Report of Roundtable with Dr. Max Abrahms on ‘South Asia’s Geo Strategic Conundrum: A New Theater for ISIS’


Islamabad Policy Institute (IPI) organized a roundtable discussion on ‘South Asia’s Geo Strategic Conundrum: A New Theater for ISIS’ on May 17th, 2019. The event was organized against the backdrop of a number of recent security incidents in South Asia including ISIS’ attacks in Sri Lanka and Pakistan, a new propaganda video of the Islamic State of Iraq and the Levant (ISIL)’s chief Abu Bakr al-Baghdadi, and ISIS’ announcement of creating a province named ‘Wilaya al-Hind’ in Occupied Kashmir.

Ambassador (R) Ali SarwarNaqvi, Executive Director, Centre for International Strategic Studies (CISS), chaired the roundtable discussion. Mr. Muhammad Amir Rana, Director for Pakistan Institute for Peace Studies and Dr. Max Abrahms, Assistant Professor of Terrorism and Counter Terrorism at Northeastern University were the guest speakers at the roundtable discussion. Several representatives of think tanks, academicians, and researchers, atteneded the event.


The key arguments of the speakers are listed below:

Dr. Max Abrahms said that in the aftermath of ISIS’ defeat in the Middle East, South Asia was a ripe place for ISIS to expand its presence for keeping itself alive. He maintained that there were several factors – the topography, presence of large disenfranchised segments of society, and existence of militant groups in Pakistan and Afghanistan- which could offer ISIS opportunities for establishing itself in this region. He stated “ISIS may not be doing well on the aggregate, but is moving into these areas (South Asia) to keep itself alive”. He rejected the claims offered by the US government that ISIS was entirely defeated. He believes that ISIS was not as strong as it was once in Iraq and Syria, but it has not been comprehensively defeated. The terrorist group, therefore, could try to set up cells in newer territories.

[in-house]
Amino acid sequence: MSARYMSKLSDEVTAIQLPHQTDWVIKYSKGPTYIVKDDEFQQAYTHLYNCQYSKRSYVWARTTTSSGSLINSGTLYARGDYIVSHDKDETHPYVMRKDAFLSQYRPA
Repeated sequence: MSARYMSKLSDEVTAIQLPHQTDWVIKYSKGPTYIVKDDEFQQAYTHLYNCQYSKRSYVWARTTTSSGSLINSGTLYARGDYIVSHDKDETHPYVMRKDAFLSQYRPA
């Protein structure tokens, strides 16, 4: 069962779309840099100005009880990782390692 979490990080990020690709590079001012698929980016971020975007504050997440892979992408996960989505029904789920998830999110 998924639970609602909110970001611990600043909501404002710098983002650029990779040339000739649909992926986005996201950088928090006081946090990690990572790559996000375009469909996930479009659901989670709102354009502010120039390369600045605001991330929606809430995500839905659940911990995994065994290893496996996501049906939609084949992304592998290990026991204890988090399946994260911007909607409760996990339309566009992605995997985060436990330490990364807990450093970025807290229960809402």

Dr Abrahms, while referring to his research about militant groups, said ISIS downfall in Middle East and its relatively weaker position today, where it can be seen as struggling for existence, was because of absence of a centralized leadership, poor target selection, and not disassociating itself from the attacks on civilians.

Explaining ISIS actions, the US based expert further contended that ISIS was a currently desperate group trying to change the narrative about itself that it has been defeated. All militant groups persuade audiences that they are more successful than the others and ISIS is doing same thing by claiming presence in newer areas, he said.

Mr. Muhammad Amir Rana warned about ISIS’ possibly adopting new narrative and strategy for inspiring like-minded individuals and groups to revive itself. He cautioned “Daesh may seek to regroup and review its strategy and ideological and political paradigm to make its narrative attract other extremists. This is expected in coming days. New ideological inspiration can attract militant groups”.

He concluded his remarks by stating that the challenge for Pakistani security agencies would be to prevent this sectarian terrorist organization from exploiting fault lines in the country.

Ambassador (R) Ali Sarwar Naqvi maintained that ISIS might not increase its presence in South Asia as it had managed to do so in the Middle East, yet he expressed his fear that it might continue to wreak havoc through its terrorist actions.

Prof Sajjad Bokhari, Executive Director IPI, said that decline of ISIS in Middle East created hope. He said that latest incidents have renewed concerns. He contended that ISIS latest attacks and tactics are well choreographed acts by the terrorist group to keep itself alive.


The experts participating in the discussion presented their valuable insights and brought forth following recommendations for tackling the possible challenges posed by the rise of ISIS in South Asia:

  1. ISIS must not be taken as a conventional outfit or group, like Al-Qaida or the Taliban. The strategies successfully employed for curbing Al-Qaida may not work in case of ISIS.
  2. A strategy needs to be developed to prevent ISIS from networking with local sectarian groups, which are currently stressed due to absence of financial resources. A collaboration with ISIS can revive the former, while giving the latter greater capacity and space to carry out its actions.
  3. Government of Pakistan (GoP) must take immediate steps against extremist tendencies, which can be exploited by ISIS to fuel sectarian violence in Pakistan. ISIS is an overtly sectarian outfit with Salafist tendencies.


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